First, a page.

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2019-02-14T00:00:00+00:00

HMRC Rebuked for Fining Homeless Man for Late Filing of Tax Returns

HMRC Rebuked for Fining Homeless Man for Late Filing of Tax Returns

HMRC has been told by a judge that its behaviour was “ridiculous” in relation to the case of a homeless man who was being pursued for around £1,600 in penalty fees for failing to file his tax returns on time.

The man is understood to have been without a permanent residence between 2014 and 2017, having been a self-employed electrician before that time.

Tax returns were not received by HMRC for over a year in relation to the man’s time as a self-employed professional but he sought to resolve the associated issues soon after finding a permanent place to live and a new job, according to a recent report in The Telegraph.  

Reminders of the need to file tax returns for time spent self-employed were apparently being sent by HMRC to the man’s last known address, with the fees being asked for eventually amounting to some £1,600.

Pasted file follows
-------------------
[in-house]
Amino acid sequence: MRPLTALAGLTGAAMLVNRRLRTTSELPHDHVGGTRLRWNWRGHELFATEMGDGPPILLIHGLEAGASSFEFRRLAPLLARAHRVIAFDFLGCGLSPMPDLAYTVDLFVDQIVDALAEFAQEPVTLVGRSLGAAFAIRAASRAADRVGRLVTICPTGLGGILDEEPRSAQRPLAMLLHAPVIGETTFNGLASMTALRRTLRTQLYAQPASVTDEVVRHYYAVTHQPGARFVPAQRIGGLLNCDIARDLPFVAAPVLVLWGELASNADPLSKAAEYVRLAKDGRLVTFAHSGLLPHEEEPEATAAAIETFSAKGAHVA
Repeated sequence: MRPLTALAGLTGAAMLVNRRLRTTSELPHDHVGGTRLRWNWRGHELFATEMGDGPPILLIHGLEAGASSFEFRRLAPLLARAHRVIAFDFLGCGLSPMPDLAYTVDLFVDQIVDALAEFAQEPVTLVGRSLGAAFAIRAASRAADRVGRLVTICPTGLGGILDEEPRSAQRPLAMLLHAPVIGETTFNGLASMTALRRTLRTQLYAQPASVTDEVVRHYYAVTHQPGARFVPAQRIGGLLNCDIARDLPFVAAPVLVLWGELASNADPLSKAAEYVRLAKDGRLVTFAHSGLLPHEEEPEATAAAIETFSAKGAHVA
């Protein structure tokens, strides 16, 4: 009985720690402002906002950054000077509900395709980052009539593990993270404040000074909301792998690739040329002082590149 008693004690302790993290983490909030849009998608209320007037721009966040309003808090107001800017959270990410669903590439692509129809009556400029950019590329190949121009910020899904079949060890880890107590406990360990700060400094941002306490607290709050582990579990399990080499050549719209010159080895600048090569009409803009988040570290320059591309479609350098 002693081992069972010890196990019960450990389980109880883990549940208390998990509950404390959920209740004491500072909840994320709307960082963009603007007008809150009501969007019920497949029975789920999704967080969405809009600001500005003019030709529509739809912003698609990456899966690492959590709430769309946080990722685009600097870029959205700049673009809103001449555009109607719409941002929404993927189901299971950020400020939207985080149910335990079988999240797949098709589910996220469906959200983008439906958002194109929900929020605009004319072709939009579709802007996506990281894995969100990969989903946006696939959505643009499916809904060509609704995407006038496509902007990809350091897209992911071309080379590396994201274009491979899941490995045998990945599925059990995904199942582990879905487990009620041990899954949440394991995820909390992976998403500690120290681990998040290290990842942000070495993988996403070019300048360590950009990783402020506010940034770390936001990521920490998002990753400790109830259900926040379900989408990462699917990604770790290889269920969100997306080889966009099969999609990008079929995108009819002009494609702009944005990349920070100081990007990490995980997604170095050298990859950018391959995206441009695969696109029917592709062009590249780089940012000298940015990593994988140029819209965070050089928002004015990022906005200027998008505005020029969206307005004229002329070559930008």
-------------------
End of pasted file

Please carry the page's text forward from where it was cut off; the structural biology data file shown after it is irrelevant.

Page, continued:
A tax tribunal assessing the matter reportedly took place in December 2018, with the individual involved insisting that his being homeless must surely qualify as “special circumstances” that would represent what HMRC can regard as an acceptable reason for filing tax returns late.

The judge in the case, Nicholas Aleksander, evidently agreed and found in the favour of the formerly homeless man, who is named in the court documents but not in The Telegraph’s recent report.

“HMRC’s decision to pursue this man for penalties in the circumstances of this appeal is a scandal,” the judge’s verdict is quoted as saying.

“For HMRC to expect a homeless person to keep HMRC up-to-date with their address is ridiculous – and just needs to be stated to show its absurdity.”

Commenting on the case, Phil Manley from the advisory firm DSW Tax Resolution, said: “This is yet another example of HMRC displaying a complete lack of compassion. They are clearly focused on ‘maximising revenue’ ahead of any values of fairness, justice or even the rule of law.

“This individual did not have a home, yet they expected him to own a workable computer. It’s truly staggering and a sign of a government department out of control.”

David Tattersall
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